Hemp farming in unincorporated Riverside County will be subject to a new set of rules and restrictions after the Board of Supervisors on Tuesday, Nov. 11, unanimously passed the county’s first-ever hemp cultivation ordinance.
The ordinance, which has been in the works for more than a year, tries to strike a hard-to-reach balance between hemp growers who want to make a living and residents worried the crops will drain groundwater supplies and fill the air with foul odor.
Residents of Anza, Aguanga, and Sage, sparsely populated communities between Temecula and Hemet, frequently complain about crime and quality-of-life problems they associate with illegal crops of marijuana, hemp’s cousin.
A vote on the ordinance, which first came to the board in September, was put off several times so county planning officials could make changes to address supervisors’ concerns.
“We will not make everybody happy on this one,” Supervisor Kevin Jeffries said.
Used in products from therapeutic oils to rope, hemp — which doesn’t contain enough of the chemical found in marijuana to get people high — is a legal crop under federal law after President Donald Trump signed a bill in 2019 allowing hemp to be grown for non-research uses.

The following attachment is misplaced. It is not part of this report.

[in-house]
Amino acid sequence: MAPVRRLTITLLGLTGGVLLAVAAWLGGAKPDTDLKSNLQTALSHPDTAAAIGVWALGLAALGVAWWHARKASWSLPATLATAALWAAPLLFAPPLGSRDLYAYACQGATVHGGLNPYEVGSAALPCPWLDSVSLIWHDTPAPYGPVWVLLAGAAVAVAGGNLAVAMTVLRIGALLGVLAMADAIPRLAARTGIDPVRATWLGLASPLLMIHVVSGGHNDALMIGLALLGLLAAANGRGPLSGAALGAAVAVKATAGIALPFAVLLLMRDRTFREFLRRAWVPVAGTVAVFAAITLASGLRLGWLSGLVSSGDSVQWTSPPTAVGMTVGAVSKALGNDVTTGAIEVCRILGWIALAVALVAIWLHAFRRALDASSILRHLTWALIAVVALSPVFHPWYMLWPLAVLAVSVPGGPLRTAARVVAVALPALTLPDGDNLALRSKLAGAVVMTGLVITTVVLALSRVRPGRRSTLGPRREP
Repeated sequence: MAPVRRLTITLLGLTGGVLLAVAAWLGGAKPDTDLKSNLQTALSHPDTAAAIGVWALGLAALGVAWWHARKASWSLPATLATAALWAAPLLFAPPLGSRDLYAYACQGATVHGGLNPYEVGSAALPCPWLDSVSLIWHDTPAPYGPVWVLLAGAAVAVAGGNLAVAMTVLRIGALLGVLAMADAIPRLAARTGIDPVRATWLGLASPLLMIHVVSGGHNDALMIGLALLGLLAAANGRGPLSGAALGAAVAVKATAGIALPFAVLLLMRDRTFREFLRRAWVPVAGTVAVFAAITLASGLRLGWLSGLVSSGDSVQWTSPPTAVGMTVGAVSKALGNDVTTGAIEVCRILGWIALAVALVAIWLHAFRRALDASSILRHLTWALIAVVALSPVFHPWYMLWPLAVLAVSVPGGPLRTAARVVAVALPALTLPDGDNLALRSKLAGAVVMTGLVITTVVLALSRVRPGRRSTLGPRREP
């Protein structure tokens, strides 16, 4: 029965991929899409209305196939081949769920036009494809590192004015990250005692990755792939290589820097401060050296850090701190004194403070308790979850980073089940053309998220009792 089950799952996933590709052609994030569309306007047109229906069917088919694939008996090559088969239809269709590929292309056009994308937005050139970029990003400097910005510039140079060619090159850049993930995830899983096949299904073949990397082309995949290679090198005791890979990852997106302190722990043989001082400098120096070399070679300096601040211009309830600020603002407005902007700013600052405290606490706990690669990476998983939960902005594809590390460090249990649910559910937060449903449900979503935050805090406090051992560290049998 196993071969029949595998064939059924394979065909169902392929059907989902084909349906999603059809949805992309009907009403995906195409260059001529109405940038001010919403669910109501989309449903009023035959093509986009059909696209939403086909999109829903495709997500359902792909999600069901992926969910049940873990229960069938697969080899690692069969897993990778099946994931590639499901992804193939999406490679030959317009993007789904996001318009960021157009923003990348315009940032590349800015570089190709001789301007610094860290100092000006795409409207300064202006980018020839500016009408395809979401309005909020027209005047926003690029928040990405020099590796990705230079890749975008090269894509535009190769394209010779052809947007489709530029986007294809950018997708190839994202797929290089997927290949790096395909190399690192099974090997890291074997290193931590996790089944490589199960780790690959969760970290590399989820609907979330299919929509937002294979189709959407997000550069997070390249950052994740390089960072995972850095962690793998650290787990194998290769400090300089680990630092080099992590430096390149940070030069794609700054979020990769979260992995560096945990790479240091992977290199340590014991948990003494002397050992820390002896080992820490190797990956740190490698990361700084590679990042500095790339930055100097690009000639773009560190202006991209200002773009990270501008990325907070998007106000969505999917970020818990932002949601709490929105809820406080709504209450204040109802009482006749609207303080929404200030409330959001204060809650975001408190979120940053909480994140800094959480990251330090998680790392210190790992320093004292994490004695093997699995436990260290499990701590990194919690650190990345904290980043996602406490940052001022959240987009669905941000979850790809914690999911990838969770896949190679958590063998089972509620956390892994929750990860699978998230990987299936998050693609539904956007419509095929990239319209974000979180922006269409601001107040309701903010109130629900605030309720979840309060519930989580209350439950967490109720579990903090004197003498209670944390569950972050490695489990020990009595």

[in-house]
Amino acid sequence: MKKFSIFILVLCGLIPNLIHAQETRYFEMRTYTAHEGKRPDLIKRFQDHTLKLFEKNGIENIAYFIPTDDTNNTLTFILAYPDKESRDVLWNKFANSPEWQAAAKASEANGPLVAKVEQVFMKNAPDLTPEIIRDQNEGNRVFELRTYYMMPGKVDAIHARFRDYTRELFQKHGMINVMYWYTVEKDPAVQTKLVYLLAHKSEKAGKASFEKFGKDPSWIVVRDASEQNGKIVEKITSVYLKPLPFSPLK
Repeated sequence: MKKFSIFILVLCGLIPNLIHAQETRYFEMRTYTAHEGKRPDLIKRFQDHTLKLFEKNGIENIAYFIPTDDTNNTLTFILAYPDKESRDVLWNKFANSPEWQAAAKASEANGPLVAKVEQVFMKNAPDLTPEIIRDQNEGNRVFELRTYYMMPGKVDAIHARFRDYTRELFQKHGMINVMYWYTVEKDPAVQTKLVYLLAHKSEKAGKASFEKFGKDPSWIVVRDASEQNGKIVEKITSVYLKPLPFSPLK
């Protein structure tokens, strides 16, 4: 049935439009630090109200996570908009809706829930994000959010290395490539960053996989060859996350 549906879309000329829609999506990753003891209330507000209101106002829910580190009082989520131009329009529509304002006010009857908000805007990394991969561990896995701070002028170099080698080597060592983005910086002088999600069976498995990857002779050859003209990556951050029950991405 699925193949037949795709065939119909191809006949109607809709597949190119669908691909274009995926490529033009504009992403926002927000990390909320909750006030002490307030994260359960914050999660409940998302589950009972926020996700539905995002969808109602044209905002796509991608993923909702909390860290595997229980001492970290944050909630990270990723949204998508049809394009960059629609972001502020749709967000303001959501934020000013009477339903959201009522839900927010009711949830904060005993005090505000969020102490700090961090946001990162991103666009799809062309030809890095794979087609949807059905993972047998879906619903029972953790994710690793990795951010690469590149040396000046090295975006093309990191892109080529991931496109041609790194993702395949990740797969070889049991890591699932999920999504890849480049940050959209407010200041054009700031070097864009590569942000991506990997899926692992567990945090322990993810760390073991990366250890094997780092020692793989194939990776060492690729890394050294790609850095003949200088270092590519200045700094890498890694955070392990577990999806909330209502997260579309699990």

Before the ordinance, hemp growers in the county only needed a state permit. A proposed temporary moratorium on hemp growing, requested by county officials in May 2019 so they’d have time to craft regulations, fell short of the 4/5th board vote needed for passage.
More than 100 hemp farmers have permits in Riverside County.
Recommended by the county’s planning commission for approval in August, the ordinance limits where hemp can be grown and in some cases, establishes an approval process for hemp farmers to legally grow their crops. In general, there would be fewer obstacles to growing hemp on agriculturally zoned land while crops sought for residentially zoned acreage would face more hurdles.
Originally, the ordinance banned cultivation throughout the entire Santa Margarita Watershed running through southwest Riverside County. The final version scales back the restricted zone to Anza, Sage and Aguanga.
Hemp farmers with valid permits will have two years to comply with the new county rules. Those in the restricted zone can continue growing crops for two years, but won’t be able to legally do so once the two-year grandfathering window expires.
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